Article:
The results are presented in Tables 1 and 2, and in Figure 5. The normality of the samples was confirmed by the Kolmogorov-Smirnov and Shapiro-Wilk tests. The t-test showed a significant difference between the means of Group 1 (titanium screws; 38.62 Ncm±6.43) and Group 2 (TorqTite screws; 48.47 Ncm±5.04), with p=0.001.




The methodology used in this study produced results similar to those reported by Lang, et al.10 (2003) and Martin, et al.12 (2001), namely, it confirmed that titanium screws with a surface covered with solid lubricants perform better than plain titanium screws in terms of preserving the stability of the prosthetic implant-abutment junction. The standard deviation found in this study was smaller than that found by Martin, et al.12 (2001), while both used the same number of screws. This shows better homogeneity in the measurements and suggests a higher precision in the presented methodology.

In the methods usually employed for measuring the unscrewing torque, the latter is applied directly to the screw, which is not realistic considering that clinically the screw loosening occurs as a result of small movements of the abutment. Therefore, the methods that loosen the screws directly do not reproduce accurately what happens to the prostheses in the mouth of the patients. The method proposed in this study is more appropriate because: (1) it permits evaluating the performance of screws independently from anti-rotational devices; and (2) it produces results closer to the clinical situation because the unscrewing force is applied upon the prosthetic assembly instead of directly on the screw.

The results showed that unscrewing torque was higher than screwing torque applied. This can possibly be due to the fact that the force needed to rotate the abutment had to overcome the friction between the surfaces of the abutment and the implant, besides the friction on the surface of the screw.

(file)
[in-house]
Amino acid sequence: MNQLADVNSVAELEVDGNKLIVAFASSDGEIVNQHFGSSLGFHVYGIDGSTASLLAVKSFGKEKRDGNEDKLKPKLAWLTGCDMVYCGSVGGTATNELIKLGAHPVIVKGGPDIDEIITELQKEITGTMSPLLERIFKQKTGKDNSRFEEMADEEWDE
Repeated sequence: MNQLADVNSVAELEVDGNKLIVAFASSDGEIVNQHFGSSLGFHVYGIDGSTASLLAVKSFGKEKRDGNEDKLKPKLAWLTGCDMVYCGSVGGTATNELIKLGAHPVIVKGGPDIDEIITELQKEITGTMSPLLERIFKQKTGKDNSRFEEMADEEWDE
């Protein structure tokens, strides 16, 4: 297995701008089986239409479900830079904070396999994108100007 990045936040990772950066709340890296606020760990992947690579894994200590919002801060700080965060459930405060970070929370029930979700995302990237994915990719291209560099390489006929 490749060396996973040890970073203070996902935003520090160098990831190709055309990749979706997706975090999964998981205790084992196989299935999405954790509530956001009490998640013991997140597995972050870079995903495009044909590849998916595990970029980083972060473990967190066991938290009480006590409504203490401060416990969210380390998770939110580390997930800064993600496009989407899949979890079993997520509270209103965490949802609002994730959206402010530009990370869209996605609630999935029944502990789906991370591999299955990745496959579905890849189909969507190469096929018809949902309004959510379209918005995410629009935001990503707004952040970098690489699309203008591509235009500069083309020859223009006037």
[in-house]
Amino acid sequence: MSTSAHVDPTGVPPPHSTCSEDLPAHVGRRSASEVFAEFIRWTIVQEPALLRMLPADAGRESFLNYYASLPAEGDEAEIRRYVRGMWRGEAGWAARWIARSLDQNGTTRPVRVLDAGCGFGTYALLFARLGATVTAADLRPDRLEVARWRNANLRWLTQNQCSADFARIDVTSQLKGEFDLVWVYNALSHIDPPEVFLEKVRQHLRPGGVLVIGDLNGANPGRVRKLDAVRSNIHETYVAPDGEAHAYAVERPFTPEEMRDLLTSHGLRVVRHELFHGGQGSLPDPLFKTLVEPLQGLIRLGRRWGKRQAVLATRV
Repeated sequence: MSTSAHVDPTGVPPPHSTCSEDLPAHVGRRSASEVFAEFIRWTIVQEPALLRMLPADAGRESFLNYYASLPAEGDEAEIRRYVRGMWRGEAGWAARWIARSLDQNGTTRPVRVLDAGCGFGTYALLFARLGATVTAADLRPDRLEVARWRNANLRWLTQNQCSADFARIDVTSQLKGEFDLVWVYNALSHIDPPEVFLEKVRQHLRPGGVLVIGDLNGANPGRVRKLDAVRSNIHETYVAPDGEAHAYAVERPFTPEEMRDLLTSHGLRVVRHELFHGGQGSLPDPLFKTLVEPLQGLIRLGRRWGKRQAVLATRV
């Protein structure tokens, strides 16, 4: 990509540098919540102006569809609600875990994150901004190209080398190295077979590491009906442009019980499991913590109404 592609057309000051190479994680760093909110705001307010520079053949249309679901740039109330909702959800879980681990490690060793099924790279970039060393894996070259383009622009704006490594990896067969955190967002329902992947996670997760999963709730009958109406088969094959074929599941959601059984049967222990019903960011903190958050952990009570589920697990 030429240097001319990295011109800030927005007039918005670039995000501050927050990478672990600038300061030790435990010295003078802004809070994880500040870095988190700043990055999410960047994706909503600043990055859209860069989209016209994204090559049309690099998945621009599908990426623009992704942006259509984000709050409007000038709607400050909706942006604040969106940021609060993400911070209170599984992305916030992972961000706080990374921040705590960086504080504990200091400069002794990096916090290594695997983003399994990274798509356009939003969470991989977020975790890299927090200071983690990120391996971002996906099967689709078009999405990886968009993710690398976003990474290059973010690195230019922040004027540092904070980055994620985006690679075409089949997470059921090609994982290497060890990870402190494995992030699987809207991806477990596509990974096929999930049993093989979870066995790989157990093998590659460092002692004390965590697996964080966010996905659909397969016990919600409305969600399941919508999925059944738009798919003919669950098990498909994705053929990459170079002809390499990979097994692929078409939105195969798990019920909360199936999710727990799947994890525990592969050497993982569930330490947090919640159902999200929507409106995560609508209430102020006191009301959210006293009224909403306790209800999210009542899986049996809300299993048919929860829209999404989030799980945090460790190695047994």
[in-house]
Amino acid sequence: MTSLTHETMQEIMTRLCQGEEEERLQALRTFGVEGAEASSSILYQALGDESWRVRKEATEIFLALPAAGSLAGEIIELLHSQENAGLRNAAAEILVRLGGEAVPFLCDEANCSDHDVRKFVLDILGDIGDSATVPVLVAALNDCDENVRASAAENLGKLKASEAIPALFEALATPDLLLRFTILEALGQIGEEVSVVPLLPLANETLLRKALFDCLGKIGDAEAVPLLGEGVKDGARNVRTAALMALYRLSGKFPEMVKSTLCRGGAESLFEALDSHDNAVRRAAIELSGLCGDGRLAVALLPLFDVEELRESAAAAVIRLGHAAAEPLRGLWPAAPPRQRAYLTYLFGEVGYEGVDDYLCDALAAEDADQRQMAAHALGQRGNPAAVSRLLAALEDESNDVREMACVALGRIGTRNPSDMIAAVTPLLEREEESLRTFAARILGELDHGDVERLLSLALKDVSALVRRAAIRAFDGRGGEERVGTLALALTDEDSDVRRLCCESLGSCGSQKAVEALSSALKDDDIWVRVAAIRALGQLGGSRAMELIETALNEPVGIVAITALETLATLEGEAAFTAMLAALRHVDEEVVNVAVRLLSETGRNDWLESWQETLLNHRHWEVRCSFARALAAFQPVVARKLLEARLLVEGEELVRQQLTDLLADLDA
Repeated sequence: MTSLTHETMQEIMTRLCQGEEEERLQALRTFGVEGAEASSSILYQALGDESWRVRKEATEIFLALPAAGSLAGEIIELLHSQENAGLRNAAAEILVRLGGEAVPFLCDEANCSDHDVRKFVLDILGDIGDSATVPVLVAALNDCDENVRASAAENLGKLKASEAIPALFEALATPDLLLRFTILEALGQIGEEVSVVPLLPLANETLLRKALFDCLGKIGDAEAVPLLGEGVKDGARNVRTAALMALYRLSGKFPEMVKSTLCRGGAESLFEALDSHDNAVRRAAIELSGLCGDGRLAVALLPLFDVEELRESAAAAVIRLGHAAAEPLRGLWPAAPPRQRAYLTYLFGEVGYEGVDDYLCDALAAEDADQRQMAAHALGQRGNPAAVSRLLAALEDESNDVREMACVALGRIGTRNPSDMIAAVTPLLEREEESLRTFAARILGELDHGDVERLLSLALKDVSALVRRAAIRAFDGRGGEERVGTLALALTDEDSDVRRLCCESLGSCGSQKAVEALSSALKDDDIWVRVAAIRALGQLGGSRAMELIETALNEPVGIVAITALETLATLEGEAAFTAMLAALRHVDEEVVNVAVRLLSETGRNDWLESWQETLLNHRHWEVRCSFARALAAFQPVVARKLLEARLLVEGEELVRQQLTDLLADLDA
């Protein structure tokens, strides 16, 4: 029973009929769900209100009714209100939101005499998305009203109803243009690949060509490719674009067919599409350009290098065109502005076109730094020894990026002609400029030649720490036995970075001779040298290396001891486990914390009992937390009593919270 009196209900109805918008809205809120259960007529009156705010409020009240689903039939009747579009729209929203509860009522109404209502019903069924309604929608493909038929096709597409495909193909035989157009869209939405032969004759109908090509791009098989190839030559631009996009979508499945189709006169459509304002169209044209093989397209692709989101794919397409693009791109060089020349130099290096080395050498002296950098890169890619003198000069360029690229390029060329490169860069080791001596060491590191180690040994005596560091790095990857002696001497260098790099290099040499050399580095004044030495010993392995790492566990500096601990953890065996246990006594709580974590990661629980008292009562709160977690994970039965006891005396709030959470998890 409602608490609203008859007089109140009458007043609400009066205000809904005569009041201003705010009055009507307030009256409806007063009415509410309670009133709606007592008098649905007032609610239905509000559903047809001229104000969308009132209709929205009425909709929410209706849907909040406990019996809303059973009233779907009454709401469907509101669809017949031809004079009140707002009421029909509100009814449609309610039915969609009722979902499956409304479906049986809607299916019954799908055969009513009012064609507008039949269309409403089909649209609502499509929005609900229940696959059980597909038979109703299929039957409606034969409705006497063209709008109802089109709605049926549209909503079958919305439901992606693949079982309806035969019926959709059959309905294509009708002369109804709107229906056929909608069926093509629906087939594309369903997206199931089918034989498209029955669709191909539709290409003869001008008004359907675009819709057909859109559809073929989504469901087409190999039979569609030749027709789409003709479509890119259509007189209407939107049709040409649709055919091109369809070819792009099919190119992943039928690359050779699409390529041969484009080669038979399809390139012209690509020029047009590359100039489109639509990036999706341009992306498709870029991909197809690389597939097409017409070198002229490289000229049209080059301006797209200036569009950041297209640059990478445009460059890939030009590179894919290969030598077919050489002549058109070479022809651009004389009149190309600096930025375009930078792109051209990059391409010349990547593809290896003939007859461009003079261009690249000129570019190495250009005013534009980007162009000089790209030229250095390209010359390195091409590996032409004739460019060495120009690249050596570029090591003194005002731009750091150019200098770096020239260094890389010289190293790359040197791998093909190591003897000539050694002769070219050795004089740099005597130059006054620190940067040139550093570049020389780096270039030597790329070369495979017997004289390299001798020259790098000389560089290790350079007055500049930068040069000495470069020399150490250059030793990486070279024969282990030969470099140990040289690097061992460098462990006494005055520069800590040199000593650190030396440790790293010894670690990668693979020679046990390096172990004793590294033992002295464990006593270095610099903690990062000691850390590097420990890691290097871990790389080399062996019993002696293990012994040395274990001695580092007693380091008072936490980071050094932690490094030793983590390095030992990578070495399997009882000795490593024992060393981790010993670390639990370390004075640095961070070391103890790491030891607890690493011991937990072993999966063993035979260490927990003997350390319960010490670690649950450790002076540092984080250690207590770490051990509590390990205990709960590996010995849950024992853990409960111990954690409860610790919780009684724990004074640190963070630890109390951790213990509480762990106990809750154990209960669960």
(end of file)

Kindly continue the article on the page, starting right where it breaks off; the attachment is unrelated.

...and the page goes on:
The results also showed a homogeneous sample despite the small number of screws. The hexagons were removed from the abutments to eliminate their possible role in influencing the preload, rather than because of any notion that they are not useful, and also to make possible to rotate the abutment until the loose of preload. Although this type of abutment does not exist without the hexagon in clinical reality, there are many types of abutments with no kinds of anti-rotational devices at all, similar to the experimental abutments used in this study, and they are largely used in clinical situation.

The proposed method may permit the evaluation of clinically significant issues, such as the influence of the number of screwing and unscrewing events upon the preload. Furthermore, this method may be enhanced by applying cyclical loads to the abutment so that the direction of the loads can be varied within the same cycle in order to create small motions even more similar to the clinical reality.



Within the limitations of this in vitro study, the following conclusion may be drawn: 1. The proposed method is effective in comparing unscrewing torque values of the implant-abutment junction even with a limited sample size. 2. This method confirmed a previously shown significant difference between two types of screws.



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Corresponding address:
Mayra Cardoso
Universidade Estadual do Rio de Janeiro
Departamento de Prótese
Avenida Boulevard 28 de Setembro nº 157 - Sala 414
20551-030 - Rio de Janeiro, RJ - Brasil
Phone: +55 21 2587-6457

Received: May 25, 2009
Modification: March 25, 2010
Accepted: September 14, 2010